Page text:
I can give you a vague definition of cyberpunk with terms like “noir future” and “distopia,” but Rudy Rucker says it better and really whets my appetite to know more. Here’s an excerpt from What Is Cyberpunk:
Proximately, “cyberpunk” is a word coined by Gardner Dozois to describe the fiction of William Gibson. Gibson’s novel Neuromancer won the Science Fiction equivalent of the Triple Crown in 1985: the Hugo, the Nebula, and the Phil Dick award. Obviously, a lot of SF writers would like to be doing whatever Gibson is doing right. At the 1985 National SF Convention in Austin there was a panel called “Cyberpunk.” From left to right, the panelists were me, John Shirley, Bruce Sterling, a nameless “moderator,” Lew Shiner, Pat Cadigan, and Greg Bear. Gibson couldn’t make it; he was camping in Canada, and the audience was a bit disappointed to have to settle for pretenders to his crown. Sterling, author of the excellent Schismatrix, got a good laugh by announcing, “Gibson couldn’t make it today, he’s in Switzerland getting his blood changed.” Talking about cyberpunk without Gibson there made us all a little uncomfortable, and I thought of a passage in Gravity’s Rainbow, the quintessential cyberpunk masterpiece:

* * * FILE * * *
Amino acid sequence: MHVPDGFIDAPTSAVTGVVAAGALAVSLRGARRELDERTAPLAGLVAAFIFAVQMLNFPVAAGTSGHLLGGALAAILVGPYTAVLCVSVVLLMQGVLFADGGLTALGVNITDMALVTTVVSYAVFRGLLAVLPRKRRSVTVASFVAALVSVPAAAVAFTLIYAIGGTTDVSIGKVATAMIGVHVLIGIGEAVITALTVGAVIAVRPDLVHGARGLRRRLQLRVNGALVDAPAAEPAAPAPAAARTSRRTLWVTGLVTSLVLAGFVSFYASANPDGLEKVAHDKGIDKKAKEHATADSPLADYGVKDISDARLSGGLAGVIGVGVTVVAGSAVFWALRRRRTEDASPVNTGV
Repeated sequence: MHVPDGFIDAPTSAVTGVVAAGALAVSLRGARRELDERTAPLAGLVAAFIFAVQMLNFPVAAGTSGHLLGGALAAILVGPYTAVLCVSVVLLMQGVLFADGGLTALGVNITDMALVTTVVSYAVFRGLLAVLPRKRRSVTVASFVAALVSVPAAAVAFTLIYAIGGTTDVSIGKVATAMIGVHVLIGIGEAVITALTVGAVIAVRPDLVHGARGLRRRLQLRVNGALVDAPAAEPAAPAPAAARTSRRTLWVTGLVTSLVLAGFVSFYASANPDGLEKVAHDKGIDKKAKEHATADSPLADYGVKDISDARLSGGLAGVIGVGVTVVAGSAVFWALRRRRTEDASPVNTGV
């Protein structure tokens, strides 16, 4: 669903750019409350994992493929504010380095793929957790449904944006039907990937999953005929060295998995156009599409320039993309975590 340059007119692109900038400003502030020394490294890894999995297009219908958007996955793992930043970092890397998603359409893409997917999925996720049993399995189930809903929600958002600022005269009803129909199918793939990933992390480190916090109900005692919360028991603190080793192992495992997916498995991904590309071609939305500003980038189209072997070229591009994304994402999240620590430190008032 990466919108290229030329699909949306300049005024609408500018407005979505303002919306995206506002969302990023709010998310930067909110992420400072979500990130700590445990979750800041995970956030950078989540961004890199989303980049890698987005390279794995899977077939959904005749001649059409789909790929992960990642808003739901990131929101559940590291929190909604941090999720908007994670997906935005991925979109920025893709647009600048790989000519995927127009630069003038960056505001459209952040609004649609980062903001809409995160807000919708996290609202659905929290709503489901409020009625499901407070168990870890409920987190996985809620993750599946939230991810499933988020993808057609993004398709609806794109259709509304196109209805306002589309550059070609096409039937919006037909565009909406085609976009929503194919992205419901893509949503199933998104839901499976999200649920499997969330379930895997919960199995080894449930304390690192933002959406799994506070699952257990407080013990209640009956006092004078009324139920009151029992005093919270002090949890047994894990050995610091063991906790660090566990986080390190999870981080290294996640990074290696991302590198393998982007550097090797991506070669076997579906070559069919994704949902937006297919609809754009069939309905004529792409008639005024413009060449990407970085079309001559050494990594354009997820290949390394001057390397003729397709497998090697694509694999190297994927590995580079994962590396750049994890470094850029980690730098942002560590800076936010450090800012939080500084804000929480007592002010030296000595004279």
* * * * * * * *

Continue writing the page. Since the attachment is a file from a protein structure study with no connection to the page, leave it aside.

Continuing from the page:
On Slothrop’s table is an old newspaper that appears to be in Spanish. It is open to a peculiar political cartoon of a line of middle-aged men wearing dresses and wigs, inside the police station where a cop is holding a loaf of white . . . no it’s a baby, with a label on its diaper sez LA REVOLUCION . . . oh, they’re all claiming the infant revolution as their own, all these politicians bickering like a bunch of putative mothers . . .
On the objective level, a cyberpunk work will often talk about computers, software, chips, information, etc. And on the higher level which I was talking about above, a cyberpunk work will try to reach a high level of information-theoretic complexity. High complexity does not, I should point out, mean hard to read.